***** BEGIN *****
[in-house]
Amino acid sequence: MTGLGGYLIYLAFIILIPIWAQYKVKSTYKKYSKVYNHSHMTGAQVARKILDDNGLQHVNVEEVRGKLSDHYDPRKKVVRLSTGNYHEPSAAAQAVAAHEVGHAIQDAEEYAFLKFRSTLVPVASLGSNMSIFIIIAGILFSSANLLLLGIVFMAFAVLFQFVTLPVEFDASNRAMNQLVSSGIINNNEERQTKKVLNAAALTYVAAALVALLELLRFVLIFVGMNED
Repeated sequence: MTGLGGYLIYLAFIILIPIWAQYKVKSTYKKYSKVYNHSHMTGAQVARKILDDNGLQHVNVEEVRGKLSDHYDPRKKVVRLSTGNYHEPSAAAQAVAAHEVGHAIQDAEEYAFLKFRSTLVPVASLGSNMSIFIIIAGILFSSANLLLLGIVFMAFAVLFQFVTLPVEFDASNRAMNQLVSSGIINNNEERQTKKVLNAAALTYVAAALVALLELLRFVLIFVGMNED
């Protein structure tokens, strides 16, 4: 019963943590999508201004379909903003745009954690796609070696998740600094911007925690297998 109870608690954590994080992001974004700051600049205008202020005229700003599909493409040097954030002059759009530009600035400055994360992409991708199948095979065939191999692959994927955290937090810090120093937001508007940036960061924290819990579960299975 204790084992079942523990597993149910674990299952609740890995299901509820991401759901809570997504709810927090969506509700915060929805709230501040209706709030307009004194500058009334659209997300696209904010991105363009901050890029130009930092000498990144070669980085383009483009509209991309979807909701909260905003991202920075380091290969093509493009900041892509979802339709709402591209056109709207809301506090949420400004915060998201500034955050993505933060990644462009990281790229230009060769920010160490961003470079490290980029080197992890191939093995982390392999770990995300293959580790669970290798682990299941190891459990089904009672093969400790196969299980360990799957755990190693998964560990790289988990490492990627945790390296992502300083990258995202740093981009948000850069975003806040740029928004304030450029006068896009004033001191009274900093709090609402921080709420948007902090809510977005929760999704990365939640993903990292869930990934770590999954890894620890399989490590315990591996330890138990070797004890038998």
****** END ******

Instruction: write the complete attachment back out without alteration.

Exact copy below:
[in-house]
Amino acid sequence: MTGLGGYLIYLAFIILIPIWAQYKVKSTYKKYSKVYNHSHMTGAQVARKILDDNGLQHVNVEEVRGKLSDHYDPRKKVVRLSTGNYHEPSAAAQAVAAHEVGHAIQDAEEYAFLKFRSTLVPVASLGSNMSIFIIIAGILFSSANLLLLGIVFMAFAVLFQFVTLPVEFDASNRAMNQLVSSGIINNNEERQTKKVLNAAALTYVAAALVALLELLRFVLIFVGMNED
Repeated sequence: MTGLGGYLIYLAFIILIPIWAQYKVKSTYKKYSKVYNHSHMTGAQVARKILDDNGLQHVNVEEVRGKLSDHYDPRKKVVRLSTGNYHEPSAAAQAVAAHEVGHAIQDAEEYAFLKFRSTLVPVASLGSNMSIFIIIAGILFSSANLLLLGIVFMAFAVLFQFVTLPVEFDASNRAMNQLVSSGIINNNEERQTKKVLNAAALTYVAAALVALLELLRFVLIFVGMNED
């Protein structure tokens, strides 16, 4: 019963943590999508201004379909903003745009954690796609070696998740600094911007925690297998 109870608690954590994080992001974004700051600049205008202020005229700003599909493409040097954030002059759009530009600035400055994360992409991708199948095979065939191999692959994927955290937090810090120093937001508007940036960061924290819990579960299975 204790084992079942523990597993149910674990299952609740890995299901509820991401759901809570997504709810927090969506509700915060929805709230501040209706709030307009004194500058009334659209997300696209904010991105363009901050890029130009930092000498990144070669980085383009483009509209991309979807909701909260905003991202920075380091290969093509493009900041892509979802339709709402591209056109709207809301506090949420400004915060998201500034955050993505933060990644462009990281790229230009060769920010160490961003470079490290980029080197992890191939093995982390392999770990995300293959580790669970290798682990299941190891459990089904009672093969400790196969299980360990799957755990190693998964560990790289988990490492990627945790390296992502300083990258995202740093981009948000850069975003806040740029928004304030450029006068896009004033001191009274900093709090609402921080709420948007902090809510977005929760999704990365939640993903990292869930990934770590999954890894620890399989490590315990591996330890138990070797004890038998």